Gov. Tim Walz and Democrats in St. Paul want to hike taxes on everyone who drives to work. The plan proves particularly egregious for our family. I’m a self-employed courier, so fuel costs come right out of my family’s bottom line. As we sit down to plan for coming weeks, we wonder whether those elected to govern set priorities in the manner we have to set ours.

If Walz gets his way and the price of gas goes up 20 cents per gallon, it will cost my family more than $1,600 annually. That’s a mortgage payment, plus a car payment, with a bit left over for some groceries. Unlike the government, we can’t simply “increase revenue” with the stroke of a pen. Our choice is to either earn more, which would prove difficult given the four jobs we currently work, or cut from elsewhere in our budget.

I’m left wondering why our family should have to look for cuts in our budget while the state’s only increases. If roads aren’t a high enough priority to fund with cuts to the state’s budget, why should our family have to fund it with cuts in ours?

Walter Hudson, Albertville

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As a conservative, I don’t generally support large tax increases. That said, our governor has asked for a 20-cent increase in the gas tax. I’m not sure that is enough. Our roads are in terrible shape. I’d support an even larger tax.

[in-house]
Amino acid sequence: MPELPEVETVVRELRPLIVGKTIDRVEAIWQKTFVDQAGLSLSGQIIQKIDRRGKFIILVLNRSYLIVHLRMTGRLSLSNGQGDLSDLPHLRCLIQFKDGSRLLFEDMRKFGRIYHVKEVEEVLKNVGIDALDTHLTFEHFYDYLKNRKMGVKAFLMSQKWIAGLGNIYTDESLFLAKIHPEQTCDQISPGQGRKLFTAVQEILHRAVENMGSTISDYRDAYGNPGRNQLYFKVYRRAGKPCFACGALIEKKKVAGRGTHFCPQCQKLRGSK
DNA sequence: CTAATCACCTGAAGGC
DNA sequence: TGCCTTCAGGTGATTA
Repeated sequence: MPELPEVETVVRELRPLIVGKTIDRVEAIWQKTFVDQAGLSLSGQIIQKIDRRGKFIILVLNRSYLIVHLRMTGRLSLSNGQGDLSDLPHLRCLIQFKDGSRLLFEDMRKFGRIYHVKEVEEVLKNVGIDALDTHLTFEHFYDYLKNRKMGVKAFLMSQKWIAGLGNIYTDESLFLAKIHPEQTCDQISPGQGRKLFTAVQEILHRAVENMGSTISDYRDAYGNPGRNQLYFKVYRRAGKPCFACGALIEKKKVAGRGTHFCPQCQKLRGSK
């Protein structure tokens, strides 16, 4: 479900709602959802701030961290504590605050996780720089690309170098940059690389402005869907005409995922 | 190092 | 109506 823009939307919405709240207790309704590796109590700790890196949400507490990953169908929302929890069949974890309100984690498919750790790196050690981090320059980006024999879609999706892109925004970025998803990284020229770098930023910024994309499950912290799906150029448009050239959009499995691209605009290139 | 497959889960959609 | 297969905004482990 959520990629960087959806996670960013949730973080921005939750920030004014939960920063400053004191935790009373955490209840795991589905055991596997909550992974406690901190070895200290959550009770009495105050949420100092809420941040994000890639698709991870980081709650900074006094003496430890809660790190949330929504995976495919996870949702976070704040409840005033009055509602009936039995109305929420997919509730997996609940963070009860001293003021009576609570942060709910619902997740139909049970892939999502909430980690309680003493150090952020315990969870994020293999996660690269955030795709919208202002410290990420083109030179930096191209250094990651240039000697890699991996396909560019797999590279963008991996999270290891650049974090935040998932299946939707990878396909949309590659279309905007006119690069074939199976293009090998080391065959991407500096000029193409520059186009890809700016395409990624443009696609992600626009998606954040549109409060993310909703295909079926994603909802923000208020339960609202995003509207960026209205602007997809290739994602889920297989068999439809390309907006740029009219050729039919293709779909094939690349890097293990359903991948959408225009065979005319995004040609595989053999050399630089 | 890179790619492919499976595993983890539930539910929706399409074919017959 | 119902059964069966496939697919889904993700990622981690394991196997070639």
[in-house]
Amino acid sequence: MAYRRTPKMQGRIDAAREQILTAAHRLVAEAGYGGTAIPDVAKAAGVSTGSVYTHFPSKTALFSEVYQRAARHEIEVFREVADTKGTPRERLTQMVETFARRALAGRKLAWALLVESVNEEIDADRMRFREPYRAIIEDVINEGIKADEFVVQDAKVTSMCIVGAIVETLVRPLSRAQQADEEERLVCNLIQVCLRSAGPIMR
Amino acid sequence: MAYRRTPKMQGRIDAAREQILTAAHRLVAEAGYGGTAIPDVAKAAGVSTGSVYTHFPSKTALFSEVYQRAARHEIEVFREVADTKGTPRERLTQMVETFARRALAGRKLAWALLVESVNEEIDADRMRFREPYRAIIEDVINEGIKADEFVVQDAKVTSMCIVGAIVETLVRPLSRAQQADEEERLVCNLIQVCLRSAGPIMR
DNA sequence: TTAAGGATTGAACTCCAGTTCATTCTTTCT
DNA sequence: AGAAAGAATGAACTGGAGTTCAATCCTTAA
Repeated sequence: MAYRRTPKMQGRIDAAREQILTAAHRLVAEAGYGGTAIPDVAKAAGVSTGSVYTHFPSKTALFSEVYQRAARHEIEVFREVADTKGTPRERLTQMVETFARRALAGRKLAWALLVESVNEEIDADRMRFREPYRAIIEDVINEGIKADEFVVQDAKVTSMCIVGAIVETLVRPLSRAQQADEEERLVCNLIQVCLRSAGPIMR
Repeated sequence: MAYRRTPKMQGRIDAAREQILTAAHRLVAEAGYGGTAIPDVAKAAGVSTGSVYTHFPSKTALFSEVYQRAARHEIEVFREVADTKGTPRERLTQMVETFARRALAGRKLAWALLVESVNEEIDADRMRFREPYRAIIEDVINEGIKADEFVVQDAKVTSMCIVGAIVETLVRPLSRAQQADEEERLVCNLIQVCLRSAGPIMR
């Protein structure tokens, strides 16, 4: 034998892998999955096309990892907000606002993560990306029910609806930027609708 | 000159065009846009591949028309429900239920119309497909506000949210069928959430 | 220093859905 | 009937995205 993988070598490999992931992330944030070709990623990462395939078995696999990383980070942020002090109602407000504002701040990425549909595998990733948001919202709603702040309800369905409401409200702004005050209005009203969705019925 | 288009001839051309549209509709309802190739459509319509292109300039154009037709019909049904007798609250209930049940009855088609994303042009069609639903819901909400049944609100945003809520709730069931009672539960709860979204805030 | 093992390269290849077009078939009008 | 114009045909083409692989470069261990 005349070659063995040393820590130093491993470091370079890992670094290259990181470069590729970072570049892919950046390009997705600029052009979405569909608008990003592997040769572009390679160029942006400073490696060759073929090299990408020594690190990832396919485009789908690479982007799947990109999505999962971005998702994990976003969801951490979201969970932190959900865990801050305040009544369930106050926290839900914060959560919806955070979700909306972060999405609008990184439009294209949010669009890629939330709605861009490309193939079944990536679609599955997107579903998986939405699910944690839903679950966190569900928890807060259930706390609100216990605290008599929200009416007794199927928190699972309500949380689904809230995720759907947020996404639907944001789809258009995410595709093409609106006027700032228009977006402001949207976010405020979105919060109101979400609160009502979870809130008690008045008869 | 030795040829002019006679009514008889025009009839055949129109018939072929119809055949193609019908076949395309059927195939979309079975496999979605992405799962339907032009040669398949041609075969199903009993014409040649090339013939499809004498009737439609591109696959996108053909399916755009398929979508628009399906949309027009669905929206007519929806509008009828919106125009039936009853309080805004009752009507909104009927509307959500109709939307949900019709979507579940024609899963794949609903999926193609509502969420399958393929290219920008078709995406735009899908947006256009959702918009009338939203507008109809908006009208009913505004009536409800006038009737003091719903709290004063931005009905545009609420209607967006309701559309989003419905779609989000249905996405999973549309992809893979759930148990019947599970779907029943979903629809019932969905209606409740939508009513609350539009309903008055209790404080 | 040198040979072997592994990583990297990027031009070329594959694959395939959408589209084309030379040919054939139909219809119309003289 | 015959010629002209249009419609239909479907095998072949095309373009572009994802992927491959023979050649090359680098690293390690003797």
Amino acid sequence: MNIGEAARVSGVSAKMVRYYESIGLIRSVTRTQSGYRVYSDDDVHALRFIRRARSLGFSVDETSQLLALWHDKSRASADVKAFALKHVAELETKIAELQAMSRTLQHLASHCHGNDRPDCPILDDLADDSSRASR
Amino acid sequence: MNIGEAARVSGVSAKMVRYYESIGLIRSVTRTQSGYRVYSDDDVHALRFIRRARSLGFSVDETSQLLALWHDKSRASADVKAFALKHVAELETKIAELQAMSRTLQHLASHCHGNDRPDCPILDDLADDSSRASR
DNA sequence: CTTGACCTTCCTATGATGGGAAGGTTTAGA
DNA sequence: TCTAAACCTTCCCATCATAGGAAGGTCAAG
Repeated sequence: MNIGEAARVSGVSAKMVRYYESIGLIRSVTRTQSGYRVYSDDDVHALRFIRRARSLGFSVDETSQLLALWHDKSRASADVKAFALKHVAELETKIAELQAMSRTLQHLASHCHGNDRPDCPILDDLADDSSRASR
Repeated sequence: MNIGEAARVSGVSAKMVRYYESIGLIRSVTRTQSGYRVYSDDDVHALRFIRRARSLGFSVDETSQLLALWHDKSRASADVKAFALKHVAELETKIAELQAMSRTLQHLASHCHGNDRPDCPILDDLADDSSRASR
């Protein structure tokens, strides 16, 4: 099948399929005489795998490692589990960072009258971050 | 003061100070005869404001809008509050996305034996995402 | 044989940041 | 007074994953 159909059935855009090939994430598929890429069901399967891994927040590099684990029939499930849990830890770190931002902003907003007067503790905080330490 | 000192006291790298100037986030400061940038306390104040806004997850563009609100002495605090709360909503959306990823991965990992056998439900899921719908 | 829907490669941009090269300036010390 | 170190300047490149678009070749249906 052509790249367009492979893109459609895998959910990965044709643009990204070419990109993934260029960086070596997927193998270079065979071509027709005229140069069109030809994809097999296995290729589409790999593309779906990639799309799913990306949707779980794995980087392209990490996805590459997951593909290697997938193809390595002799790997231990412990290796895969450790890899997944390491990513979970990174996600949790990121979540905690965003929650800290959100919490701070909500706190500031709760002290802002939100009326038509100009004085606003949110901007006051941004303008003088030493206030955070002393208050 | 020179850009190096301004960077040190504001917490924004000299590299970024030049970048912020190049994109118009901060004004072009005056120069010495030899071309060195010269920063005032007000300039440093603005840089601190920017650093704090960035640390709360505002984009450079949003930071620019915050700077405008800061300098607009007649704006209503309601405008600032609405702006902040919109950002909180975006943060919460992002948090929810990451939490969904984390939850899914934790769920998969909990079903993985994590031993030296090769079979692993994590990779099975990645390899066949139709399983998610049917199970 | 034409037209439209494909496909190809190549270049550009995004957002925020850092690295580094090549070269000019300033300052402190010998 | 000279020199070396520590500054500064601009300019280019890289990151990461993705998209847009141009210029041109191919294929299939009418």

Let’s see how our roads are paid for. Assume the average vehicle gets 25 miles per gallon and is driven 15,000 miles per year. That calculates to 600 gallons of fuel per year, and the tax, which would be 48 cents per gallon (if the governor’s request if approved), would be a little less than $300 per year. I’m willing to pay that amount.

How do the hybrid and electric vehicles support our roads? The hybrids probably pay half of $300, or $150 per year. The owner of the electric vehicle pays nothing, yet still has the use of our roads. I propose that all hybrids pay a supplemental tax of $150 per year and owners of electric vehicle owners pay $300 per year. At this rate, all users of our roads pay the same amount to support the maintenance of our roads.

C.J. Koegl, Brooklyn Park

Opinion editor’s note: A $75 annual surcharge on electric vehicles took effect in 2018. A proposal in the Legislature this year would raise it to $250. The proposal — SF 1409 / HF 2026 — also would establish a $125 surcharge on hybrid vehicles.

• • •